Computer-based program relieves ADHD symptoms in children

February 4, 2011

The research validating the effectiveness of Cogmed Working Memory Training at improving attention skills keeps rolling in. Science Daily recently highlighted research by psychologists from Ohio State University, published in the November/December 2010 issue of the Journal of Clinical Child & Adolescent Psychology:

Researchers found significant changes for students who completed the program in areas such as attention, ADHD symptoms, planning and organization, initiating tasks, and working memory.

The study asked parents and teachers to complete observational surveys before and after training, as well as in a 4-month post-training follow up:

Results showed that parents generally rated their children as improving on inattention, overall number of ADHD symptoms, working memory, planning and organization and in initiating tasks. These changes were evident both immediately after treatment and four months later.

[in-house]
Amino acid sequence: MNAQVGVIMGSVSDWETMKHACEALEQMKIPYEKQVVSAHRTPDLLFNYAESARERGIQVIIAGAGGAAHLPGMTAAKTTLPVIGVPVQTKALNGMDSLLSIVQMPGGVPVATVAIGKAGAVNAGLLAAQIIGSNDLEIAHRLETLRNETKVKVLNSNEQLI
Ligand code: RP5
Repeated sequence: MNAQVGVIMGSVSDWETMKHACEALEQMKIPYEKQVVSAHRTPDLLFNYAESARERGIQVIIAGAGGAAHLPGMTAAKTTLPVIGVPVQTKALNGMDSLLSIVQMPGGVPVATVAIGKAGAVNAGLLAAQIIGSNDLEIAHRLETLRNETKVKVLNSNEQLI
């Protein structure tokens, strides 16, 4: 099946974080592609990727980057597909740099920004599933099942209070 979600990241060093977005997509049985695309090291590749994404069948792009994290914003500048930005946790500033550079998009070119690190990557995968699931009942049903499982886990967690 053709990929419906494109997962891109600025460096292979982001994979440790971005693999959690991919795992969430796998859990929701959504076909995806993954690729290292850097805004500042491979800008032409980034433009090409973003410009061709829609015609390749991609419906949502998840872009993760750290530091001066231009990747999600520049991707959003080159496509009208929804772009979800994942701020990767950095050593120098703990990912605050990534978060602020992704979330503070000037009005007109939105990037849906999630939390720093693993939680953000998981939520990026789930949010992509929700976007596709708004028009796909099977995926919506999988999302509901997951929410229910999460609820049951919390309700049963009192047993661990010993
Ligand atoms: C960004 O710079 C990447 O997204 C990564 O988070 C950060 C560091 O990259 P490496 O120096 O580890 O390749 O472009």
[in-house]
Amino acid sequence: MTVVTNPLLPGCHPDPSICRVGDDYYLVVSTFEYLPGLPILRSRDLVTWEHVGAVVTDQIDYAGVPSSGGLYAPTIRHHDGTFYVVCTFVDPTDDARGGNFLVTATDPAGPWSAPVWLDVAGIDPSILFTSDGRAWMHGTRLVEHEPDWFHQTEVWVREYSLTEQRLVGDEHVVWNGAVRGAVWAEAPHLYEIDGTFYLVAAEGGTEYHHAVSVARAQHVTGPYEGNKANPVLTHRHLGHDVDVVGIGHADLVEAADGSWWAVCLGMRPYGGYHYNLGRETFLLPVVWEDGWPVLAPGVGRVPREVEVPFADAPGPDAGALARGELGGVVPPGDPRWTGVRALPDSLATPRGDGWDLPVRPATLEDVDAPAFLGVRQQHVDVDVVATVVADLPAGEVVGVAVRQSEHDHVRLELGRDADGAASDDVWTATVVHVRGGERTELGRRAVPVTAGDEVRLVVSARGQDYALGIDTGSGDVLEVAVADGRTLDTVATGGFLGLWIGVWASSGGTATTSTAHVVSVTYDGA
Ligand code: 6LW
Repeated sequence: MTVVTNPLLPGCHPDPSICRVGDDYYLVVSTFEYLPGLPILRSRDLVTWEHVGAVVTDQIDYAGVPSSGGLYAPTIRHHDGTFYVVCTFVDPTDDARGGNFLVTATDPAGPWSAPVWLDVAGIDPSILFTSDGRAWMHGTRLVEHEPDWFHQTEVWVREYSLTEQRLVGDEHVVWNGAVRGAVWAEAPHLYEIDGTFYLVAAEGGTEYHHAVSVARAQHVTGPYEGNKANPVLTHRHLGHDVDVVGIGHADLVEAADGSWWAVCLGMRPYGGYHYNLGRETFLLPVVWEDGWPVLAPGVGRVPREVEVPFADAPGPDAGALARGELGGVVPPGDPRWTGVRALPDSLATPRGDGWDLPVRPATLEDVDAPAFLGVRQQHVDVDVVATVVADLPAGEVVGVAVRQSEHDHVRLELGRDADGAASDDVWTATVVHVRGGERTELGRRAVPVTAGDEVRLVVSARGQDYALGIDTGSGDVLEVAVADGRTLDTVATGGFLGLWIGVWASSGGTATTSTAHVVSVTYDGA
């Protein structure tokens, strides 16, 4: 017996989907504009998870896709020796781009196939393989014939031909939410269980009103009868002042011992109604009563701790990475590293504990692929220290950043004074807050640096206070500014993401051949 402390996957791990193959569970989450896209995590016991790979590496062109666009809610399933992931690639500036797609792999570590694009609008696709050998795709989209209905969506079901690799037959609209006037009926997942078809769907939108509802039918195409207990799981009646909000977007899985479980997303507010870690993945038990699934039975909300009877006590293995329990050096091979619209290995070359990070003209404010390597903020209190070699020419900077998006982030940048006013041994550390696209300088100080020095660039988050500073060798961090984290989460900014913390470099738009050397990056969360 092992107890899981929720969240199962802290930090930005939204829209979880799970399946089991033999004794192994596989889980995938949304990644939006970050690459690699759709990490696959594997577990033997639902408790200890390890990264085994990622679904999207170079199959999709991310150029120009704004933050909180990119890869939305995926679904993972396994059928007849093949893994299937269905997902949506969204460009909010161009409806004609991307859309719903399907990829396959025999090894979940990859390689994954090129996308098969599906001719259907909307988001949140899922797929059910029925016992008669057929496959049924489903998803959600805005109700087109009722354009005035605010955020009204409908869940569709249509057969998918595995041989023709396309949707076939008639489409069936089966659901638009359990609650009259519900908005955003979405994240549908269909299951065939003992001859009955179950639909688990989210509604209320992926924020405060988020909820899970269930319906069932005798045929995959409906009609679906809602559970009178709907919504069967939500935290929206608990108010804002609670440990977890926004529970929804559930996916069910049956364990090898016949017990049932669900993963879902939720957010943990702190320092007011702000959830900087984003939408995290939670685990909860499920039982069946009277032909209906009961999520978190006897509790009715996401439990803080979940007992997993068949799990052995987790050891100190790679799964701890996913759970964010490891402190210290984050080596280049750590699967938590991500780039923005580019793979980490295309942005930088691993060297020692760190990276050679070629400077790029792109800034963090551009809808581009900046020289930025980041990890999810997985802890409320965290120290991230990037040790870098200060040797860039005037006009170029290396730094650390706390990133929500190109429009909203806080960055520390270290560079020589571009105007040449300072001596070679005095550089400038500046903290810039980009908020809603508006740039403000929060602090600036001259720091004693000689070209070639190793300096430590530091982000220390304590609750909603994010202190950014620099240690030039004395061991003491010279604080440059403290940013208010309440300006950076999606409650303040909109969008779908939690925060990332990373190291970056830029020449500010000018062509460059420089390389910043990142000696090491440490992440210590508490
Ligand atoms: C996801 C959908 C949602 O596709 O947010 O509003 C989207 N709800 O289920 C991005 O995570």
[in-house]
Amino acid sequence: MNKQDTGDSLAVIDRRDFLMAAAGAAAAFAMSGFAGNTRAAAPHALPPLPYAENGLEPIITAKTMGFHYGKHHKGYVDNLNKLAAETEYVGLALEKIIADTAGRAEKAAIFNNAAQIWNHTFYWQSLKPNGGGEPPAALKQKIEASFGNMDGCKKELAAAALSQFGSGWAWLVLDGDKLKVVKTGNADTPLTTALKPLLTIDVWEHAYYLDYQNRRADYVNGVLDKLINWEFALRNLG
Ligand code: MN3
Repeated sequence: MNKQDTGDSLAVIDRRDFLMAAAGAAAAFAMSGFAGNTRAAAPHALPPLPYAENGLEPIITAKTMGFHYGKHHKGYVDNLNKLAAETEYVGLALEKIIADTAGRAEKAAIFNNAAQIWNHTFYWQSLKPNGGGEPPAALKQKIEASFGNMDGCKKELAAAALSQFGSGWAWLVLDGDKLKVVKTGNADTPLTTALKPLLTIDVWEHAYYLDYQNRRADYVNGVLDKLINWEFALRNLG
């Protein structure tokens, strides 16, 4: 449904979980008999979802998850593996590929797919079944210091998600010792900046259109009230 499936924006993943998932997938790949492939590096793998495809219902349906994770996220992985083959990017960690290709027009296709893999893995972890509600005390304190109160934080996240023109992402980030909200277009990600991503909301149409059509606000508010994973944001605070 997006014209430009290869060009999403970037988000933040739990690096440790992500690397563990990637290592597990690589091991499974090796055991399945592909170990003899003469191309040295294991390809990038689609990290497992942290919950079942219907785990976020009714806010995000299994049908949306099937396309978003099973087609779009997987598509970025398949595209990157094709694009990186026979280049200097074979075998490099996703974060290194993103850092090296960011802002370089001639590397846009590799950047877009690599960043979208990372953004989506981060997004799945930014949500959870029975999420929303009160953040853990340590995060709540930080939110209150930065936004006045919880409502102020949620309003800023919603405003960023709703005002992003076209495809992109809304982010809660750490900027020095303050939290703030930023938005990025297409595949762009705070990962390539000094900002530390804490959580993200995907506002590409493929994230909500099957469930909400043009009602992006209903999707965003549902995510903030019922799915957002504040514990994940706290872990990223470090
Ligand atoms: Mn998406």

One interesting aspect of this study is that unlike previous efficacy studies for Cogmed, this one included students who were on and off medication for their ADHD:

“Most kids with ADHD are on some kind of medication, so it helps to know how this intervention works in these cases,” said study co-author Steven Beck.

In this sample, 60 percent of the students were on medication. The results showed the program was equally effective regardless of whether they were on medication or not.

“Medication for ADHD does not help directly with working memory, and the training program does, so it can be useful,” Beck said.

Solid foundational and efficacy research is a common characteristic of the learning programs we offer. It’s great to see additional research that documents the success of Cogmed with an ever-larger population of struggling learners.